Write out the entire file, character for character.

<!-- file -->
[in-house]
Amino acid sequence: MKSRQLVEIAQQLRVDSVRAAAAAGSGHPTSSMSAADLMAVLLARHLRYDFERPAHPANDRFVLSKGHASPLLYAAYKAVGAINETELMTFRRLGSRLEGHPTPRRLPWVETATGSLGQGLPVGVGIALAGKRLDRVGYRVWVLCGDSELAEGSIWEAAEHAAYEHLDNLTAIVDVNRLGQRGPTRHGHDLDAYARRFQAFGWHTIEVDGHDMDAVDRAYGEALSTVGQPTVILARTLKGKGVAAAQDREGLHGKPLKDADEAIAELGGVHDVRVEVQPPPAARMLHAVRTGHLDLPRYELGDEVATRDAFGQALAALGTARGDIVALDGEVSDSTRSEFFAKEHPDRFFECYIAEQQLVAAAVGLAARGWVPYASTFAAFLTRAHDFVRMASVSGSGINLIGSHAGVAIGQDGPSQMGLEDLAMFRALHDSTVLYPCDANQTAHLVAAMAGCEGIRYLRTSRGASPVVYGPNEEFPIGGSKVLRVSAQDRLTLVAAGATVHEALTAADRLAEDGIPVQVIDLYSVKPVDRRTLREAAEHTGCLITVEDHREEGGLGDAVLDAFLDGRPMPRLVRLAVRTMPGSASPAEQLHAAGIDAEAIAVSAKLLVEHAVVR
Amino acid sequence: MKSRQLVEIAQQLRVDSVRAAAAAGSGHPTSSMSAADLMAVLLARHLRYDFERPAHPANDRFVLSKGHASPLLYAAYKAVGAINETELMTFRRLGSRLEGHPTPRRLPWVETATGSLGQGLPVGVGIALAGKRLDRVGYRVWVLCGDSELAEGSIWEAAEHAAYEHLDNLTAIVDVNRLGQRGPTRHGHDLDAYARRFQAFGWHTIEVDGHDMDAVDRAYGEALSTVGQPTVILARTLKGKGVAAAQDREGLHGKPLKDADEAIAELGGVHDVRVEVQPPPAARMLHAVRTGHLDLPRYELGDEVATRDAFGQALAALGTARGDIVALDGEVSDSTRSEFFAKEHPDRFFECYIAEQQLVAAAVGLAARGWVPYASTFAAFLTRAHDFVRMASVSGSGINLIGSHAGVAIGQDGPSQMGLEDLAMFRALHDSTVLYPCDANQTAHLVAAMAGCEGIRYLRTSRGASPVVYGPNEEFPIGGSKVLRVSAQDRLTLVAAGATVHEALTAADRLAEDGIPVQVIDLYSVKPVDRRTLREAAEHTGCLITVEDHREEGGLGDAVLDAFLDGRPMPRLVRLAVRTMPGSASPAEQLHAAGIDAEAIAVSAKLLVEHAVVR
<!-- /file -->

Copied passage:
[in-house]
Amino acid sequence: MKSRQLVEIAQQLRVDSVRAAAAAGSGHPTSSMSAADLMAVLLARHLRYDFERPAHPANDRFVLSKGHASPLLYAAYKAVGAINETELMTFRRLGSRLEGHPTPRRLPWVETATGSLGQGLPVGVGIALAGKRLDRVGYRVWVLCGDSELAEGSIWEAAEHAAYEHLDNLTAIVDVNRLGQRGPTRHGHDLDAYARRFQAFGWHTIEVDGHDMDAVDRAYGEALSTVGQPTVILARTLKGKGVAAAQDREGLHGKPLKDADEAIAELGGVHDVRVEVQPPPAARMLHAVRTGHLDLPRYELGDEVATRDAFGQALAALGTARGDIVALDGEVSDSTRSEFFAKEHPDRFFECYIAEQQLVAAAVGLAARGWVPYASTFAAFLTRAHDFVRMASVSGSGINLIGSHAGVAIGQDGPSQMGLEDLAMFRALHDSTVLYPCDANQTAHLVAAMAGCEGIRYLRTSRGASPVVYGPNEEFPIGGSKVLRVSAQDRLTLVAAGATVHEALTAADRLAEDGIPVQVIDLYSVKPVDRRTLREAAEHTGCLITVEDHREEGGLGDAVLDAFLDGRPMPRLVRLAVRTMPGSASPAEQLHAAGIDAEAIAVSAKLLVEHAVVR
Amino acid sequence: MKSRQLVEIAQQLRVDSVRAAAAAGSGHPTSSMSAADLMAVLLARHLRYDFERPAHPANDRFVLSKGHASPLLYAAYKAVGAINETELMTFRRLGSRLEGHPTPRRLPWVETATGSLGQGLPVGVGIALAGKRLDRVGYRVWVLCGDSELAEGSIWEAAEHAAYEHLDNLTAIVDVNRLGQRGPTRHGHDLDAYARRFQAFGWHTIEVDGHDMDAVDRAYGEALSTVGQPTVILARTLKGKGVAAAQDREGLHGKPLKDADEAIAELGGVHDVRVEVQPPPAARMLHAVRTGHLDLPRYELGDEVATRDAFGQALAALGTARGDIVALDGEVSDSTRSEFFAKEHPDRFFECYIAEQQLVAAAVGLAARGWVPYASTFAAFLTRAHDFVRMASVSGSGINLIGSHAGVAIGQDGPSQMGLEDLAMFRALHDSTVLYPCDANQTAHLVAAMAGCEGIRYLRTSRGASPVVYGPNEEFPIGGSKVLRVSAQDRLTLVAAGATVHEALTAADRLAEDGIPVQVIDLYSVKPVDRRTLREAAEHTGCLITVEDHREEGGLGDAVLDAFLDGRPMPRLVRLAVRTMPGSASPAEQLHAAGIDAEAIAVSAKLLVEHAVVR